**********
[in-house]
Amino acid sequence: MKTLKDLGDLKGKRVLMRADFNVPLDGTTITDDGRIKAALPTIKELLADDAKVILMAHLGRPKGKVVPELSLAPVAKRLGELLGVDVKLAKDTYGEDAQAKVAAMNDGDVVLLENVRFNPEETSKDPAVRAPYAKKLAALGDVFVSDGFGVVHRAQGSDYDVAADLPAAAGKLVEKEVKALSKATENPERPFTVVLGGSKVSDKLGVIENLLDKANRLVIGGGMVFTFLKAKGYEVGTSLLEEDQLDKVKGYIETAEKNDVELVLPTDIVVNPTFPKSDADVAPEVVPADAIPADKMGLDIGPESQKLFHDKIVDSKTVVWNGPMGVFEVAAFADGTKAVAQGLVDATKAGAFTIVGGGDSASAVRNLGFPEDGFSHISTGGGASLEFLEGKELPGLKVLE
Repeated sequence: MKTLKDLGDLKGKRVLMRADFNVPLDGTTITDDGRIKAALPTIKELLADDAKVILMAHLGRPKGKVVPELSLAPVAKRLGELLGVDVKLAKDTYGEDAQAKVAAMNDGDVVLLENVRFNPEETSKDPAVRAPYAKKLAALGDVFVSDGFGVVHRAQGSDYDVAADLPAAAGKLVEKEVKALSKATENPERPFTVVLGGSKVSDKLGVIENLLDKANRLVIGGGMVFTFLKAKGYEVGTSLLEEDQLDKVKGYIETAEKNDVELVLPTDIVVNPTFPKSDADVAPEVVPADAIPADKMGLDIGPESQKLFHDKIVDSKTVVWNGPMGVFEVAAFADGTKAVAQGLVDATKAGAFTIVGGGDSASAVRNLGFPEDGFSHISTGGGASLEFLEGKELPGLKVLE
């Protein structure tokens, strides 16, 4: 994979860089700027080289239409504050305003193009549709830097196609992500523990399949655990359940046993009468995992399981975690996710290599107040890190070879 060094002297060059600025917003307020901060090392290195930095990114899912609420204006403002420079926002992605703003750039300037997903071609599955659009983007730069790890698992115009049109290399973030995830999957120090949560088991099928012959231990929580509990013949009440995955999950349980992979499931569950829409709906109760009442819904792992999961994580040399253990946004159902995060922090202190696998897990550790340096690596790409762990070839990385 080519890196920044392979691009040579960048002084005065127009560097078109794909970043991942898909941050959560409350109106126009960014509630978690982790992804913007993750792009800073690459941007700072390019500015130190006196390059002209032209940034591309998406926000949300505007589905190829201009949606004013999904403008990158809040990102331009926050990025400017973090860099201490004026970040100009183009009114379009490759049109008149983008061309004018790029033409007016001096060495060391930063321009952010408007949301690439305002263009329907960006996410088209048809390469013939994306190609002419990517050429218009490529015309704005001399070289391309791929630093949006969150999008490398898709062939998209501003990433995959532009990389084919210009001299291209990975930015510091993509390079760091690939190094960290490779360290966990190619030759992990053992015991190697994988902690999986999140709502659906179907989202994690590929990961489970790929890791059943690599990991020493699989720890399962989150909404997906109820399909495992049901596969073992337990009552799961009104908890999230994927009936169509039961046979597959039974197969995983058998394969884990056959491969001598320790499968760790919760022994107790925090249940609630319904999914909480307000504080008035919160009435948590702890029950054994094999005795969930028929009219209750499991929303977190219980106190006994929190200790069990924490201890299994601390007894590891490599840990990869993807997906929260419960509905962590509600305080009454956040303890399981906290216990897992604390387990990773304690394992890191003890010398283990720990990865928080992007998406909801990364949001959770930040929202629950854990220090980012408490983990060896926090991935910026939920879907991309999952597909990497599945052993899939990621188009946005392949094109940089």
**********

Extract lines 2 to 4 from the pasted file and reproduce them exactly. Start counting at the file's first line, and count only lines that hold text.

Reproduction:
Amino acid sequence: MKTLKDLGDLKGKRVLMRADFNVPLDGTTITDDGRIKAALPTIKELLADDAKVILMAHLGRPKGKVVPELSLAPVAKRLGELLGVDVKLAKDTYGEDAQAKVAAMNDGDVVLLENVRFNPEETSKDPAVRAPYAKKLAALGDVFVSDGFGVVHRAQGSDYDVAADLPAAAGKLVEKEVKALSKATENPERPFTVVLGGSKVSDKLGVIENLLDKANRLVIGGGMVFTFLKAKGYEVGTSLLEEDQLDKVKGYIETAEKNDVELVLPTDIVVNPTFPKSDADVAPEVVPADAIPADKMGLDIGPESQKLFHDKIVDSKTVVWNGPMGVFEVAAFADGTKAVAQGLVDATKAGAFTIVGGGDSASAVRNLGFPEDGFSHISTGGGASLEFLEGKELPGLKVLE
Repeated sequence: MKTLKDLGDLKGKRVLMRADFNVPLDGTTITDDGRIKAALPTIKELLADDAKVILMAHLGRPKGKVVPELSLAPVAKRLGELLGVDVKLAKDTYGEDAQAKVAAMNDGDVVLLENVRFNPEETSKDPAVRAPYAKKLAALGDVFVSDGFGVVHRAQGSDYDVAADLPAAAGKLVEKEVKALSKATENPERPFTVVLGGSKVSDKLGVIENLLDKANRLVIGGGMVFTFLKAKGYEVGTSLLEEDQLDKVKGYIETAEKNDVELVLPTDIVVNPTFPKSDADVAPEVVPADAIPADKMGLDIGPESQKLFHDKIVDSKTVVWNGPMGVFEVAAFADGTKAVAQGLVDATKAGAFTIVGGGDSASAVRNLGFPEDGFSHISTGGGASLEFLEGKELPGLKVLE
């Protein structure tokens, strides 16, 4: 994979860089700027080289239409504050305003193009549709830097196609992500523990399949655990359940046993009468995992399981975690996710290599107040890190070879 060094002297060059600025917003307020901060090392290195930095990114899912609420204006403002420079926002992605703003750039300037997903071609599955659009983007730069790890698992115009049109290399973030995830999957120090949560088991099928012959231990929580509990013949009440995955999950349980992979499931569950829409709906109760009442819904792992999961994580040399253990946004159902995060922090202190696998897990550790340096690596790409762990070839990385 080519890196920044392979691009040579960048002084005065127009560097078109794909970043991942898909941050959560409350109106126009960014509630978690982790992804913007993750792009800073690459941007700072390019500015130190006196390059002209032209940034591309998406926000949300505007589905190829201009949606004013999904403008990158809040990102331009926050990025400017973090860099201490004026970040100009183009009114379009490759049109008149983008061309004018790029033409007016001096060495060391930063321009952010408007949301690439305002263009329907960006996410088209048809390469013939994306190609002419990517050429218009490529015309704005001399070289391309791929630093949006969150999008490398898709062939998209501003990433995959532009990389084919210009001299291209990975930015510091993509390079760091690939190094960290490779360290966990190619030759992990053992015991190697994988902690999986999140709502659906179907989202994690590929990961489970790929890791059943690599990991020493699989720890399962989150909404997906109820399909495992049901596969073992337990009552799961009104908890999230994927009936169509039961046979597959039974197969995983058998394969884990056959491969001598320790499968760790919760022994107790925090249940609630319904999914909480307000504080008035919160009435948590702890029950054994094999005795969930028929009219209750499991929303977190219980106190006994929190200790069990924490201890299994601390007894590891490599840990990869993807997906929260419960509905962590509600305080009454956040303890399981906290216990897992604390387990990773304690394992890191003890010398283990720990990865928080992007998406909801990364949001959770930040929202629950854990220090980012408490983990060896926090991935910026939920879907991309999952597909990497599945052993899939990621188009946005392949094109940089």